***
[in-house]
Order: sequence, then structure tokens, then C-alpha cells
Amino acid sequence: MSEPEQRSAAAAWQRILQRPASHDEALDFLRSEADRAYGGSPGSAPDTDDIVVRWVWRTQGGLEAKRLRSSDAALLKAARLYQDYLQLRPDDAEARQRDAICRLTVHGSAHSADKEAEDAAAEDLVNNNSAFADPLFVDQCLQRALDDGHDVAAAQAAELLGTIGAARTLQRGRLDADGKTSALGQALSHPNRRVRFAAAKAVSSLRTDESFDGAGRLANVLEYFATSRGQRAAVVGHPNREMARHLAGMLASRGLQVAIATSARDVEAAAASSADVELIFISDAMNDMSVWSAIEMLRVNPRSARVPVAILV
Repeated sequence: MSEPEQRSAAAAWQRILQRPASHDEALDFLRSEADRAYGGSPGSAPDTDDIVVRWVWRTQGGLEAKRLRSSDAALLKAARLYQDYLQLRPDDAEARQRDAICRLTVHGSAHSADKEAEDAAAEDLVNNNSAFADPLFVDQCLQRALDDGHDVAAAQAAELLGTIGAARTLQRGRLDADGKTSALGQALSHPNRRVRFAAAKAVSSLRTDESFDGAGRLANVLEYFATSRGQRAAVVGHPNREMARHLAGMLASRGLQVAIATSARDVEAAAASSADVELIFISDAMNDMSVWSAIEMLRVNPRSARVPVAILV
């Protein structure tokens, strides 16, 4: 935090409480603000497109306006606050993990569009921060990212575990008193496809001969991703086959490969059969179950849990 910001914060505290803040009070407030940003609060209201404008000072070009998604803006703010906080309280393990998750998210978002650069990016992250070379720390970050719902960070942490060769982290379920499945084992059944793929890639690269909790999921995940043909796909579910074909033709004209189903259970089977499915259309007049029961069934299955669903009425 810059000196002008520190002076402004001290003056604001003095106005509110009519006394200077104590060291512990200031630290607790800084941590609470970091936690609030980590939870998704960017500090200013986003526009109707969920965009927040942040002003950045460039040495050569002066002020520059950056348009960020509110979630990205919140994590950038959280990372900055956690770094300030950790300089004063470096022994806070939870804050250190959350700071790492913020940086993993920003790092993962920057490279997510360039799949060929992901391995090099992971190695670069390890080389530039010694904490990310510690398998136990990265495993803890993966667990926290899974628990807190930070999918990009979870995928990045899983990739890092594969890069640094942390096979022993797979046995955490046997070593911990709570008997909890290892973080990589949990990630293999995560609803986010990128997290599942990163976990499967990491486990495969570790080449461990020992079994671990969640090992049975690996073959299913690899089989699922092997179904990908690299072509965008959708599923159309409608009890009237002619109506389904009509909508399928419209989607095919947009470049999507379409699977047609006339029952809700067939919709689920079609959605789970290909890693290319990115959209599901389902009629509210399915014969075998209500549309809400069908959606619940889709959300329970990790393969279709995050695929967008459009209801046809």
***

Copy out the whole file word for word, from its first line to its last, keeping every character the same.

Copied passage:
[in-house]
Order: sequence, then structure tokens, then C-alpha cells
Amino acid sequence: MSEPEQRSAAAAWQRILQRPASHDEALDFLRSEADRAYGGSPGSAPDTDDIVVRWVWRTQGGLEAKRLRSSDAALLKAARLYQDYLQLRPDDAEARQRDAICRLTVHGSAHSADKEAEDAAAEDLVNNNSAFADPLFVDQCLQRALDDGHDVAAAQAAELLGTIGAARTLQRGRLDADGKTSALGQALSHPNRRVRFAAAKAVSSLRTDESFDGAGRLANVLEYFATSRGQRAAVVGHPNREMARHLAGMLASRGLQVAIATSARDVEAAAASSADVELIFISDAMNDMSVWSAIEMLRVNPRSARVPVAILV
Repeated sequence: MSEPEQRSAAAAWQRILQRPASHDEALDFLRSEADRAYGGSPGSAPDTDDIVVRWVWRTQGGLEAKRLRSSDAALLKAARLYQDYLQLRPDDAEARQRDAICRLTVHGSAHSADKEAEDAAAEDLVNNNSAFADPLFVDQCLQRALDDGHDVAAAQAAELLGTIGAARTLQRGRLDADGKTSALGQALSHPNRRVRFAAAKAVSSLRTDESFDGAGRLANVLEYFATSRGQRAAVVGHPNREMARHLAGMLASRGLQVAIATSARDVEAAAASSADVELIFISDAMNDMSVWSAIEMLRVNPRSARVPVAILV
């Protein structure tokens, strides 16, 4: 935090409480603000497109306006606050993990569009921060990212575990008193496809001969991703086959490969059969179950849990 910001914060505290803040009070407030940003609060209201404008000072070009998604803006703010906080309280393990998750998210978002650069990016992250070379720390970050719902960070942490060769982290379920499945084992059944793929890639690269909790999921995940043909796909579910074909033709004209189903259970089977499915259309007049029961069934299955669903009425 810059000196002008520190002076402004001290003056604001003095106005509110009519006394200077104590060291512990200031630290607790800084941590609470970091936690609030980590939870998704960017500090200013986003526009109707969920965009927040942040002003950045460039040495050569002066002020520059950056348009960020509110979630990205919140994590950038959280990372900055956690770094300030950790300089004063470096022994806070939870804050250190959350700071790492913020940086993993920003790092993962920057490279997510360039799949060929992901391995090099992971190695670069390890080389530039010694904490990310510690398998136990990265495993803890993966667990926290899974628990807190930070999918990009979870995928990045899983990739890092594969890069640094942390096979022993797979046995955490046997070593911990709570008997909890290892973080990589949990990630293999995560609803986010990128997290599942990163976990499967990491486990495969570790080449461990020992079994671990969640090992049975690996073959299913690899089989699922092997179904990908690299072509965008959708599923159309409608009890009237002619109506389904009509909508399928419209989607095919947009470049999507379409699977047609006339029952809700067939919709689920079609959605789970290909890693290319990115959209599901389902009629509210399915014969075998209500549309809400069908959606619940889709959300329970990790393969279709995050695929967008459009209801046809």